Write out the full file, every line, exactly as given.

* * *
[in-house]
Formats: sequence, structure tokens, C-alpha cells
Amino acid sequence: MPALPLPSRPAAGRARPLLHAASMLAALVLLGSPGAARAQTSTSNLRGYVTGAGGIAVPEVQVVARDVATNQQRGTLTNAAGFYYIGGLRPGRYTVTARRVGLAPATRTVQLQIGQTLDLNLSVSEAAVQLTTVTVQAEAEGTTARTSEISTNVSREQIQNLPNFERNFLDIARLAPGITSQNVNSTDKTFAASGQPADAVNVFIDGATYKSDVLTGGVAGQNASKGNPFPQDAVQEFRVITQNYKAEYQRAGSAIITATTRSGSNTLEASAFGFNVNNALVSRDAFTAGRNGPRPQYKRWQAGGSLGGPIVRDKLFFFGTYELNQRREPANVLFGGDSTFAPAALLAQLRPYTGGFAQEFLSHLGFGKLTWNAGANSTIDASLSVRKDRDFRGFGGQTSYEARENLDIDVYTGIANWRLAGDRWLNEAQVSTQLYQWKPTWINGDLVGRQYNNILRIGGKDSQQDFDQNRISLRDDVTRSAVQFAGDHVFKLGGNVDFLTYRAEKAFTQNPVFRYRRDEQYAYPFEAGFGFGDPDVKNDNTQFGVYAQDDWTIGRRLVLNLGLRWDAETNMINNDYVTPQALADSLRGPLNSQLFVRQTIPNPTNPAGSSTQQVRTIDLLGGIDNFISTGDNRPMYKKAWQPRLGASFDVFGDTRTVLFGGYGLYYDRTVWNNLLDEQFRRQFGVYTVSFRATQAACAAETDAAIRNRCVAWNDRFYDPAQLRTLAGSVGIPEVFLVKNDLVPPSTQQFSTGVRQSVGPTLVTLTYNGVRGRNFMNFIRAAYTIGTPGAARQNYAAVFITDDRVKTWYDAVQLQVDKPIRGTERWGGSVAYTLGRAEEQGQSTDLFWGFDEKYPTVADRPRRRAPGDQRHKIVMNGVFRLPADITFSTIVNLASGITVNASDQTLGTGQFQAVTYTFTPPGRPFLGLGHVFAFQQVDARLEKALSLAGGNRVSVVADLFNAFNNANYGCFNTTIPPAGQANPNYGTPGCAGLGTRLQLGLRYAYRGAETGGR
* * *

[in-house]
Formats: sequence, structure tokens, C-alpha cells
Amino acid sequence: MPALPLPSRPAAGRARPLLHAASMLAALVLLGSPGAARAQTSTSNLRGYVTGAGGIAVPEVQVVARDVATNQQRGTLTNAAGFYYIGGLRPGRYTVTARRVGLAPATRTVQLQIGQTLDLNLSVSEAAVQLTTVTVQAEAEGTTARTSEISTNVSREQIQNLPNFERNFLDIARLAPGITSQNVNSTDKTFAASGQPADAVNVFIDGATYKSDVLTGGVAGQNASKGNPFPQDAVQEFRVITQNYKAEYQRAGSAIITATTRSGSNTLEASAFGFNVNNALVSRDAFTAGRNGPRPQYKRWQAGGSLGGPIVRDKLFFFGTYELNQRREPANVLFGGDSTFAPAALLAQLRPYTGGFAQEFLSHLGFGKLTWNAGANSTIDASLSVRKDRDFRGFGGQTSYEARENLDIDVYTGIANWRLAGDRWLNEAQVSTQLYQWKPTWINGDLVGRQYNNILRIGGKDSQQDFDQNRISLRDDVTRSAVQFAGDHVFKLGGNVDFLTYRAEKAFTQNPVFRYRRDEQYAYPFEAGFGFGDPDVKNDNTQFGVYAQDDWTIGRRLVLNLGLRWDAETNMINNDYVTPQALADSLRGPLNSQLFVRQTIPNPTNPAGSSTQQVRTIDLLGGIDNFISTGDNRPMYKKAWQPRLGASFDVFGDTRTVLFGGYGLYYDRTVWNNLLDEQFRRQFGVYTVSFRATQAACAAETDAAIRNRCVAWNDRFYDPAQLRTLAGSVGIPEVFLVKNDLVPPSTQQFSTGVRQSVGPTLVTLTYNGVRGRNFMNFIRAAYTIGTPGAARQNYAAVFITDDRVKTWYDAVQLQVDKPIRGTERWGGSVAYTLGRAEEQGQSTDLFWGFDEKYPTVADRPRRRAPGDQRHKIVMNGVFRLPADITFSTIVNLASGITVNASDQTLGTGQFQAVTYTFTPPGRPFLGLGHVFAFQQVDARLEKALSLAGGNRVSVVADLFNAFNNANYGCFNTTIPPAGQANPNYGTPGCAGLGTRLQLGLRYAYRGAETGGR